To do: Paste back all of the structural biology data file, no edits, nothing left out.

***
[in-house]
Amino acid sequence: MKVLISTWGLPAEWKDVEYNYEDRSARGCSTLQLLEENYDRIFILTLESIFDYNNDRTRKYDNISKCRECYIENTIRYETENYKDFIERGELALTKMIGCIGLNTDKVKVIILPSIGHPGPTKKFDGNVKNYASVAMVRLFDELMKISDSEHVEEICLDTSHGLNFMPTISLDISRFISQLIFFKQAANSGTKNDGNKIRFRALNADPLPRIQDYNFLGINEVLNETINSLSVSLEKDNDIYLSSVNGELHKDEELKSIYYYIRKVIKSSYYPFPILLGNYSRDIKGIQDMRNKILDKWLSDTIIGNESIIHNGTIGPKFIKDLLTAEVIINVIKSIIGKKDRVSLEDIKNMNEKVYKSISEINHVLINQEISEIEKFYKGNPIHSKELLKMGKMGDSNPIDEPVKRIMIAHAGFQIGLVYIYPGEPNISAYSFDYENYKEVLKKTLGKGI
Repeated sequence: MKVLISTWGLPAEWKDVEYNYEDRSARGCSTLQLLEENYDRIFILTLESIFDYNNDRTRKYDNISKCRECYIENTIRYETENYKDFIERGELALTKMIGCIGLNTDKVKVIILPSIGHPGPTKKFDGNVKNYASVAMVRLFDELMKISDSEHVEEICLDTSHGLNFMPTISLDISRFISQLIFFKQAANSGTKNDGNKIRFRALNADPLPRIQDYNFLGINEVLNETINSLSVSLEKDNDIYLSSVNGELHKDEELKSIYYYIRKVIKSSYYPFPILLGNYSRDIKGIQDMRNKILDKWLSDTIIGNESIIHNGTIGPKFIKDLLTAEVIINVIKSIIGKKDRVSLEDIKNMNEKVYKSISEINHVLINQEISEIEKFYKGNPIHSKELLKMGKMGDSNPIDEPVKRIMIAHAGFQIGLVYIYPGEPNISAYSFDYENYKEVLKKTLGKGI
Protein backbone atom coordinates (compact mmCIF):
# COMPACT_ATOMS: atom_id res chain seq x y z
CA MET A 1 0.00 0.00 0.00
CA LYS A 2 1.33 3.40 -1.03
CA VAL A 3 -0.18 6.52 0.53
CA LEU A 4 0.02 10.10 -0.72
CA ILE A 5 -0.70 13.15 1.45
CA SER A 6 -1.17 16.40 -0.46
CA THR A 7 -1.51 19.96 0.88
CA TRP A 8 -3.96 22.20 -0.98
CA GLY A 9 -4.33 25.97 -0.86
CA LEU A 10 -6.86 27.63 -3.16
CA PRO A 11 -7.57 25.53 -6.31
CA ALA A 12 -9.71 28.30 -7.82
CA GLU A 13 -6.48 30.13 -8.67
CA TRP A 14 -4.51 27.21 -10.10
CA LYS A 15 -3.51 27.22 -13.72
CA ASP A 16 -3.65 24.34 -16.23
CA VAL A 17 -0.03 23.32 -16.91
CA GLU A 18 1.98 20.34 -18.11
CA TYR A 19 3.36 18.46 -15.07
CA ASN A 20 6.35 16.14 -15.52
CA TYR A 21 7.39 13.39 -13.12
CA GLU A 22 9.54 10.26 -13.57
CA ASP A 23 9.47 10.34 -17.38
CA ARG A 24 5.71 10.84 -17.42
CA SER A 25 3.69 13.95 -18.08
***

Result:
[in-house]
Amino acid sequence: MKVLISTWGLPAEWKDVEYNYEDRSARGCSTLQLLEENYDRIFILTLESIFDYNNDRTRKYDNISKCRECYIENTIRYETENYKDFIERGELALTKMIGCIGLNTDKVKVIILPSIGHPGPTKKFDGNVKNYASVAMVRLFDELMKISDSEHVEEICLDTSHGLNFMPTISLDISRFISQLIFFKQAANSGTKNDGNKIRFRALNADPLPRIQDYNFLGINEVLNETINSLSVSLEKDNDIYLSSVNGELHKDEELKSIYYYIRKVIKSSYYPFPILLGNYSRDIKGIQDMRNKILDKWLSDTIIGNESIIHNGTIGPKFIKDLLTAEVIINVIKSIIGKKDRVSLEDIKNMNEKVYKSISEINHVLINQEISEIEKFYKGNPIHSKELLKMGKMGDSNPIDEPVKRIMIAHAGFQIGLVYIYPGEPNISAYSFDYENYKEVLKKTLGKGI
Repeated sequence: MKVLISTWGLPAEWKDVEYNYEDRSARGCSTLQLLEENYDRIFILTLESIFDYNNDRTRKYDNISKCRECYIENTIRYETENYKDFIERGELALTKMIGCIGLNTDKVKVIILPSIGHPGPTKKFDGNVKNYASVAMVRLFDELMKISDSEHVEEICLDTSHGLNFMPTISLDISRFISQLIFFKQAANSGTKNDGNKIRFRALNADPLPRIQDYNFLGINEVLNETINSLSVSLEKDNDIYLSSVNGELHKDEELKSIYYYIRKVIKSSYYPFPILLGNYSRDIKGIQDMRNKILDKWLSDTIIGNESIIHNGTIGPKFIKDLLTAEVIINVIKSIIGKKDRVSLEDIKNMNEKVYKSISEINHVLINQEISEIEKFYKGNPIHSKELLKMGKMGDSNPIDEPVKRIMIAHAGFQIGLVYIYPGEPNISAYSFDYENYKEVLKKTLGKGI
Protein backbone atom coordinates (compact mmCIF):
# COMPACT_ATOMS: atom_id res chain seq x y z
CA MET A 1 0.00 0.00 0.00
CA LYS A 2 1.33 3.40 -1.03
CA VAL A 3 -0.18 6.52 0.53
CA LEU A 4 0.02 10.10 -0.72
CA ILE A 5 -0.70 13.15 1.45
CA SER A 6 -1.17 16.40 -0.46
CA THR A 7 -1.51 19.96 0.88
CA TRP A 8 -3.96 22.20 -0.98
CA GLY A 9 -4.33 25.97 -0.86
CA LEU A 10 -6.86 27.63 -3.16
CA PRO A 11 -7.57 25.53 -6.31
CA ALA A 12 -9.71 28.30 -7.82
CA GLU A 13 -6.48 30.13 -8.67
CA TRP A 14 -4.51 27.21 -10.10
CA LYS A 15 -3.51 27.22 -13.72
CA ASP A 16 -3.65 24.34 -16.23
CA VAL A 17 -0.03 23.32 -16.91
CA GLU A 18 1.98 20.34 -18.11
CA TYR A 19 3.36 18.46 -15.07
CA ASN A 20 6.35 16.14 -15.52
CA TYR A 21 7.39 13.39 -13.12
CA GLU A 22 9.54 10.26 -13.57
CA ASP A 23 9.47 10.34 -17.38
CA ARG A 24 5.71 10.84 -17.42
CA SER A 25 3.69 13.95 -18.08